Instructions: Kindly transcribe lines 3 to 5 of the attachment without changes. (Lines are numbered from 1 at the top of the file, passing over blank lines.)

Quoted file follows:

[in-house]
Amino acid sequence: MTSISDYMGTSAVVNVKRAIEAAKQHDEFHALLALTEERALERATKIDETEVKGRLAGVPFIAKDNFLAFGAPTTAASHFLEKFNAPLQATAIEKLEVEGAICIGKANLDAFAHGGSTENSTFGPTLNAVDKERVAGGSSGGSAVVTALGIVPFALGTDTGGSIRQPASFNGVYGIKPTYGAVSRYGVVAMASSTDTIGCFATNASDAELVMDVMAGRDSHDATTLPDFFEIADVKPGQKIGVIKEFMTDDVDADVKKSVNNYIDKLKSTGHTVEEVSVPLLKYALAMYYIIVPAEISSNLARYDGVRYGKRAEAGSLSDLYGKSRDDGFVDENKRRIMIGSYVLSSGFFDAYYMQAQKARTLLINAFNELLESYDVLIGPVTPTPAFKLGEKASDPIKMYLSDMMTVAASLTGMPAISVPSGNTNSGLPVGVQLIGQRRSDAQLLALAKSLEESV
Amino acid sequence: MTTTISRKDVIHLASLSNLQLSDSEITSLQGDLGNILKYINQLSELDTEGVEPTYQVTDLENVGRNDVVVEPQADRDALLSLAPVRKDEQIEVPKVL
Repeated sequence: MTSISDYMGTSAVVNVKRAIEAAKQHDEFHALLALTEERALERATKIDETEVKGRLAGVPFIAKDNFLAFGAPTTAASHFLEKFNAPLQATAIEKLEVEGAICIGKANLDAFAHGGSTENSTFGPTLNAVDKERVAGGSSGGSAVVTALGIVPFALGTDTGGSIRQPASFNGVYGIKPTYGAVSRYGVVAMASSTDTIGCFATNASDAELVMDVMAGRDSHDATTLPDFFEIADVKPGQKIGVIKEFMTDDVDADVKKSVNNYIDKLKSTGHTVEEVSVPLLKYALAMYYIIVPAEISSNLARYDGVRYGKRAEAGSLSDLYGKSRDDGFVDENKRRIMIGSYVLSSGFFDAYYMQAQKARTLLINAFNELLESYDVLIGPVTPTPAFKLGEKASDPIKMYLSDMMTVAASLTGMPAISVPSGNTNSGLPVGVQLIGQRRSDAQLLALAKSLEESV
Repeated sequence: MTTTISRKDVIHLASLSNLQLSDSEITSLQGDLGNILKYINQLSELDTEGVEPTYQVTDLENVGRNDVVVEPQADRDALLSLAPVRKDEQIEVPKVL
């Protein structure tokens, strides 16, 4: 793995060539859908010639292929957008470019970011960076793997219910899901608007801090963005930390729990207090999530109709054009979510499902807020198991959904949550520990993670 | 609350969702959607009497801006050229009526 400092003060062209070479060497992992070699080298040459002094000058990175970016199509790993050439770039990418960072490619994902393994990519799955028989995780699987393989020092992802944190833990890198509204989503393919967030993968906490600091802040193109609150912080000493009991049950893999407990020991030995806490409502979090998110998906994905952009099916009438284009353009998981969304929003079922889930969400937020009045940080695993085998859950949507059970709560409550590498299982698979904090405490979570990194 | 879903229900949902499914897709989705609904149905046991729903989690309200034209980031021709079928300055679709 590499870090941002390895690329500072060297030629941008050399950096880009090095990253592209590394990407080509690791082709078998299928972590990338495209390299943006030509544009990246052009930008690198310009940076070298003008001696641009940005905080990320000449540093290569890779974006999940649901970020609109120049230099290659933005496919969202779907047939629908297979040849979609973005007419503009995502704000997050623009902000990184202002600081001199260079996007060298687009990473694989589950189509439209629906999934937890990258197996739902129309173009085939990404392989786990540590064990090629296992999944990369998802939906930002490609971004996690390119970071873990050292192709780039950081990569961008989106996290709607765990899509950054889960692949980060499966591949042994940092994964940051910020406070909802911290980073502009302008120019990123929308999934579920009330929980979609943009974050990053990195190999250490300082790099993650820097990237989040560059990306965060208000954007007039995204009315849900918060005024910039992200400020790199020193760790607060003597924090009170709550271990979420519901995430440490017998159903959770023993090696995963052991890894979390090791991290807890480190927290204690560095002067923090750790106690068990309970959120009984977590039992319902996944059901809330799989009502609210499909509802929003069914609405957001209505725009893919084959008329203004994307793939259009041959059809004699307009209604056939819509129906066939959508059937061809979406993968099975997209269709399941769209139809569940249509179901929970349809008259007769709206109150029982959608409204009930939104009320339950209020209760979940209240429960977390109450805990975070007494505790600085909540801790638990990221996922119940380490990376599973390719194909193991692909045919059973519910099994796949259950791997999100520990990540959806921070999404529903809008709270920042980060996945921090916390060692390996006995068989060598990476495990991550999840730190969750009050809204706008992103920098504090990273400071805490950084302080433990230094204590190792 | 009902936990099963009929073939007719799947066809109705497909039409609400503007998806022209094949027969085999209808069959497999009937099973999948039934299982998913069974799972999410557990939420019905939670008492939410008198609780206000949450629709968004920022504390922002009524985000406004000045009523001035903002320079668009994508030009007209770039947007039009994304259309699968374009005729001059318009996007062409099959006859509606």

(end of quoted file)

Amino acid sequence: MTTTISRKDVIHLASLSNLQLSDSEITSLQGDLGNILKYINQLSELDTEGVEPTYQVTDLENVGRNDVVVEPQADRDALLSLAPVRKDEQIEVPKVL
Repeated sequence: MTSISDYMGTSAVVNVKRAIEAAKQHDEFHALLALTEERALERATKIDETEVKGRLAGVPFIAKDNFLAFGAPTTAASHFLEKFNAPLQATAIEKLEVEGAICIGKANLDAFAHGGSTENSTFGPTLNAVDKERVAGGSSGGSAVVTALGIVPFALGTDTGGSIRQPASFNGVYGIKPTYGAVSRYGVVAMASSTDTIGCFATNASDAELVMDVMAGRDSHDATTLPDFFEIADVKPGQKIGVIKEFMTDDVDADVKKSVNNYIDKLKSTGHTVEEVSVPLLKYALAMYYIIVPAEISSNLARYDGVRYGKRAEAGSLSDLYGKSRDDGFVDENKRRIMIGSYVLSSGFFDAYYMQAQKARTLLINAFNELLESYDVLIGPVTPTPAFKLGEKASDPIKMYLSDMMTVAASLTGMPAISVPSGNTNSGLPVGVQLIGQRRSDAQLLALAKSLEESV
Repeated sequence: MTTTISRKDVIHLASLSNLQLSDSEITSLQGDLGNILKYINQLSELDTEGVEPTYQVTDLENVGRNDVVVEPQADRDALLSLAPVRKDEQIEVPKVL